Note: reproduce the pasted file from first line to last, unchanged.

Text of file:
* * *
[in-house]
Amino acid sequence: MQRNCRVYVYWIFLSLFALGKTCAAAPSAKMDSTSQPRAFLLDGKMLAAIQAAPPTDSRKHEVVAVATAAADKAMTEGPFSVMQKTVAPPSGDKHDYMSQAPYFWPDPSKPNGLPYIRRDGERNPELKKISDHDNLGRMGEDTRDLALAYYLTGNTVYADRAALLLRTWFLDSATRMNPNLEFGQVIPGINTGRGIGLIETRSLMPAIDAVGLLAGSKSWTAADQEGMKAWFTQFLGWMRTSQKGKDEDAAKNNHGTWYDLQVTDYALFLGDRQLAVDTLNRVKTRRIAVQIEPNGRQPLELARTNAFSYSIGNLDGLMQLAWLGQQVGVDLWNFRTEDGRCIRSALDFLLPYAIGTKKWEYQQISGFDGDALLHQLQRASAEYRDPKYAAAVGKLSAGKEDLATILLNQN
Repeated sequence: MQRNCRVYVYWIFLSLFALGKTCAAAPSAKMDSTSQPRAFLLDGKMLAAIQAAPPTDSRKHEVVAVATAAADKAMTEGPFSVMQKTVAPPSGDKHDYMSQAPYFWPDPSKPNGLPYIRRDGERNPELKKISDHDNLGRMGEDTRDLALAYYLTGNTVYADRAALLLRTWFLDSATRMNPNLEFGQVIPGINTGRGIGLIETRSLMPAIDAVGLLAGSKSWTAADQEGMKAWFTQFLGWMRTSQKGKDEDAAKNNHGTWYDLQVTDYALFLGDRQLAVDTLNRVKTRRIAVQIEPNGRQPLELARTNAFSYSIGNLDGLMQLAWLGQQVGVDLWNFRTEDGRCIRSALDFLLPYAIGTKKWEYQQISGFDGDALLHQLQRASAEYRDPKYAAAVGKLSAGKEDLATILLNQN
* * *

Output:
[in-house]
Amino acid sequence: MQRNCRVYVYWIFLSLFALGKTCAAAPSAKMDSTSQPRAFLLDGKMLAAIQAAPPTDSRKHEVVAVATAAADKAMTEGPFSVMQKTVAPPSGDKHDYMSQAPYFWPDPSKPNGLPYIRRDGERNPELKKISDHDNLGRMGEDTRDLALAYYLTGNTVYADRAALLLRTWFLDSATRMNPNLEFGQVIPGINTGRGIGLIETRSLMPAIDAVGLLAGSKSWTAADQEGMKAWFTQFLGWMRTSQKGKDEDAAKNNHGTWYDLQVTDYALFLGDRQLAVDTLNRVKTRRIAVQIEPNGRQPLELARTNAFSYSIGNLDGLMQLAWLGQQVGVDLWNFRTEDGRCIRSALDFLLPYAIGTKKWEYQQISGFDGDALLHQLQRASAEYRDPKYAAAVGKLSAGKEDLATILLNQN
Repeated sequence: MQRNCRVYVYWIFLSLFALGKTCAAAPSAKMDSTSQPRAFLLDGKMLAAIQAAPPTDSRKHEVVAVATAAADKAMTEGPFSVMQKTVAPPSGDKHDYMSQAPYFWPDPSKPNGLPYIRRDGERNPELKKISDHDNLGRMGEDTRDLALAYYLTGNTVYADRAALLLRTWFLDSATRMNPNLEFGQVIPGINTGRGIGLIETRSLMPAIDAVGLLAGSKSWTAADQEGMKAWFTQFLGWMRTSQKGKDEDAAKNNHGTWYDLQVTDYALFLGDRQLAVDTLNRVKTRRIAVQIEPNGRQPLELARTNAFSYSIGNLDGLMQLAWLGQQVGVDLWNFRTEDGRCIRSALDFLLPYAIGTKKWEYQQISGFDGDALLHQLQRASAEYRDPKYAAAVGKLSAGKEDLATILLNQN